2016 was the first year ever that I’ve had a full-time job. I completely underestimated what sort of effect the rigidity of such employment would have on the activities that constitute a major part of my public identity even as they were not a major source of income for me; namely: both my academic and critical writing. I wrote less in part because I no longer needed the little bit of money it offered, but primarily because I simply didn’t have the time or energy to do so around my job. This extended to the games that I played. I haven’t played the new Kentucky Route Zero episode, nor have I played Virginia. I’ve only beaten one or two stages of Stephen’s Sausage Roll. I excitedly bought Diaries of a Spaceport Janitor the day it came out and have hardly had a chance to touch it since. After a day at work, I’m more likely to slouch in front of a console or flick my phone in front of a television show than I am to go sit at my desk and play small indie titles.
Suffice to say, my videogame playing this year was rarely up-to-date with the current big releases and in vogue conversations. I missed so many titles and caught up on so many others from previous years. So, like usual, this isn’t a list of ‘the best games of 2016’ because, even if I had been up-to-date on all the year’s releases, arbitrarily compartmentalising games into units of time like that seems weird and unnecessary to me. The true beauty of end-of-year lists is the reflections they afford. As such, this is a list of the best games I played in 2016, regardless of their release date.
The bright side of me not doing much writing this year is that I’ve not had much chance to actually express my thoughts on a lot of these titles before now, so I’m excited to finally do so.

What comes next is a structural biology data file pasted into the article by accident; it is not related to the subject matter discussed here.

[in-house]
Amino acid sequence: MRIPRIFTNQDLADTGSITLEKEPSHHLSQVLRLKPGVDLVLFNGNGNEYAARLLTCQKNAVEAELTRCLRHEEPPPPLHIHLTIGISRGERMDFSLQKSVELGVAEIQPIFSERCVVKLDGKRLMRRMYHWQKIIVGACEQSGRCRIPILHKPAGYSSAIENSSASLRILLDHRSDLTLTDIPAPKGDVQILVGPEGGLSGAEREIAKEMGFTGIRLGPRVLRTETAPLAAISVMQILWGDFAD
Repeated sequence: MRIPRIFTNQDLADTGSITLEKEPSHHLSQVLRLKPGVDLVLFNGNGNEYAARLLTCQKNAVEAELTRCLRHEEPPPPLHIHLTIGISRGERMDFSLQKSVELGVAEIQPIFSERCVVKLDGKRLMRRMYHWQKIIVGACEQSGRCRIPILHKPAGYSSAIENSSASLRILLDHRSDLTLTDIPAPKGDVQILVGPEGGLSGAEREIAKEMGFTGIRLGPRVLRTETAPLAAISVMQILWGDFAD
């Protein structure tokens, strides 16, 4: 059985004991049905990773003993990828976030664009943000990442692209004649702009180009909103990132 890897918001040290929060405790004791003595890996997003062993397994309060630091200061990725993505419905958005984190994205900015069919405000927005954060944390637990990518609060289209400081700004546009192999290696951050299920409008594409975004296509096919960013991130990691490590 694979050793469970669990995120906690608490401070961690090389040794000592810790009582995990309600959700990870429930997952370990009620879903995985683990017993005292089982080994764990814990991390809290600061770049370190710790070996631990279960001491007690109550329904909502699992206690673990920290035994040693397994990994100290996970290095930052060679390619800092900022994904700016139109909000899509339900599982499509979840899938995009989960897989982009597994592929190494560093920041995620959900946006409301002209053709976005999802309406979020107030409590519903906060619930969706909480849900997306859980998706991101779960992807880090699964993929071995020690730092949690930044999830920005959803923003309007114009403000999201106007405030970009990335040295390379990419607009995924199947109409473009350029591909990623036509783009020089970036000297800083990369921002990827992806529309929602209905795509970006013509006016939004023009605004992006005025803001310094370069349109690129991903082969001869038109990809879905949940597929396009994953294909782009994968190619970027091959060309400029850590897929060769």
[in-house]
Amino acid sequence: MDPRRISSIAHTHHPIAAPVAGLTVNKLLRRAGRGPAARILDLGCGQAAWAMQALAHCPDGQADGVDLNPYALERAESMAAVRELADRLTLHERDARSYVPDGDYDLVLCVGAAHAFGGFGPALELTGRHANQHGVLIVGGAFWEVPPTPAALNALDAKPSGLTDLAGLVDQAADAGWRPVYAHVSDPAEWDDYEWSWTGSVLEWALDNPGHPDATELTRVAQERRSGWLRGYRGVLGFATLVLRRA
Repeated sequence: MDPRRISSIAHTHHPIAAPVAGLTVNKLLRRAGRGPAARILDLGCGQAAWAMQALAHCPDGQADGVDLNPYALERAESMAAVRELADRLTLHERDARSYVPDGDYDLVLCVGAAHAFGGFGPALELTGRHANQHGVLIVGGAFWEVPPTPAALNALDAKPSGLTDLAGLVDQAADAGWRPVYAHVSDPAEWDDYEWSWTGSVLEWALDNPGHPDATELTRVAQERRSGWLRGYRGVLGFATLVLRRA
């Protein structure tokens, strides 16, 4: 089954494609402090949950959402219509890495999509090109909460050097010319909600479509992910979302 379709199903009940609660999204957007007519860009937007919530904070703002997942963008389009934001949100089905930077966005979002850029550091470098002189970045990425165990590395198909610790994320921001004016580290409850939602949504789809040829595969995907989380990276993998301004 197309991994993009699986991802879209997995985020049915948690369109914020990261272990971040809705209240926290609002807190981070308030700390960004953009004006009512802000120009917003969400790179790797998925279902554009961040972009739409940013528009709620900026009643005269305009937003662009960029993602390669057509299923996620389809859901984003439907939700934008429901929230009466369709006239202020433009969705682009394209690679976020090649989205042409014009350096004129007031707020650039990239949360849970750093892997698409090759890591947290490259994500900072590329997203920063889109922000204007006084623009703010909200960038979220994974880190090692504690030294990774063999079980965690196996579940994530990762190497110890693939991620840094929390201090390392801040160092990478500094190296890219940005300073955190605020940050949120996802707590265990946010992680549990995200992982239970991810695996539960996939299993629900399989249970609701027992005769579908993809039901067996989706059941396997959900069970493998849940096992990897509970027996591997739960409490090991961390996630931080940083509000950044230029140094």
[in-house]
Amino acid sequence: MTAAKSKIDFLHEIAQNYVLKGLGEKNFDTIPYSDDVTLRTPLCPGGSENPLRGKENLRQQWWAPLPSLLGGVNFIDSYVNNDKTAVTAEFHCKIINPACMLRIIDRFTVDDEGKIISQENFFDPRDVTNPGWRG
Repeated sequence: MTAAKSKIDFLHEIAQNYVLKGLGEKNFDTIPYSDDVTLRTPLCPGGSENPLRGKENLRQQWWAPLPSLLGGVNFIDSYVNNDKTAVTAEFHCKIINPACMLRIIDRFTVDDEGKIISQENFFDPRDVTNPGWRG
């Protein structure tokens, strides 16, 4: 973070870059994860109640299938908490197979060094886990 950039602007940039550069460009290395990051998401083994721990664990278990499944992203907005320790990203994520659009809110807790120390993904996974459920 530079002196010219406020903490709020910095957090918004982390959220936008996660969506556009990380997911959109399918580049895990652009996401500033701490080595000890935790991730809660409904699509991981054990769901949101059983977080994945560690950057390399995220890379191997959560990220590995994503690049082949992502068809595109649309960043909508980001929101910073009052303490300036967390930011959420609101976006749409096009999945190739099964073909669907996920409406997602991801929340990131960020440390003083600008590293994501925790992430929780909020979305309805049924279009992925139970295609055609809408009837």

1. Titanfall was very good. Considering it was made primarily by former Infinity Ward members, it very easily could’ve just been Call of Duty multiplayer but with giant robots. But it managed to be more than that. Respawn thought carefully about the game’s balance. They had to. The giant robots couldn’t just be an instant win. Counterintuitively, if the game was to be about how amazing these big robots were, there needed to be advantages to not being in a robot. The obvious way to deal with this was level design: doorways and building interiors that a titan can’t fit into. Each Titanfall map had a mixture of wide roads and open areas for the Titans and twisting corridors and rooftops for the nimble Pilots. Make it so the player has to leave the titan sometimes. Easy.
The less obvious approach: make not being in a titan feel really good. If the titans are giant, clunky, invincible machines, then the pilots have to be the opposite of that. This isn’t just the default Call of Duty first-person controller. You can auto-dash, wall-run, slide, double-jump. The repertoire of your character opens up Titanfall’s maps in exciting ways. When you are clomping around in your titan, pilots could be anywhere around you while you are stuck in your little area. Titanfall didn’t just make the robots feel good. It ensured the robots and the humans felt polemically different, each contrasting and accentuating the strengths of the other. Continue reading →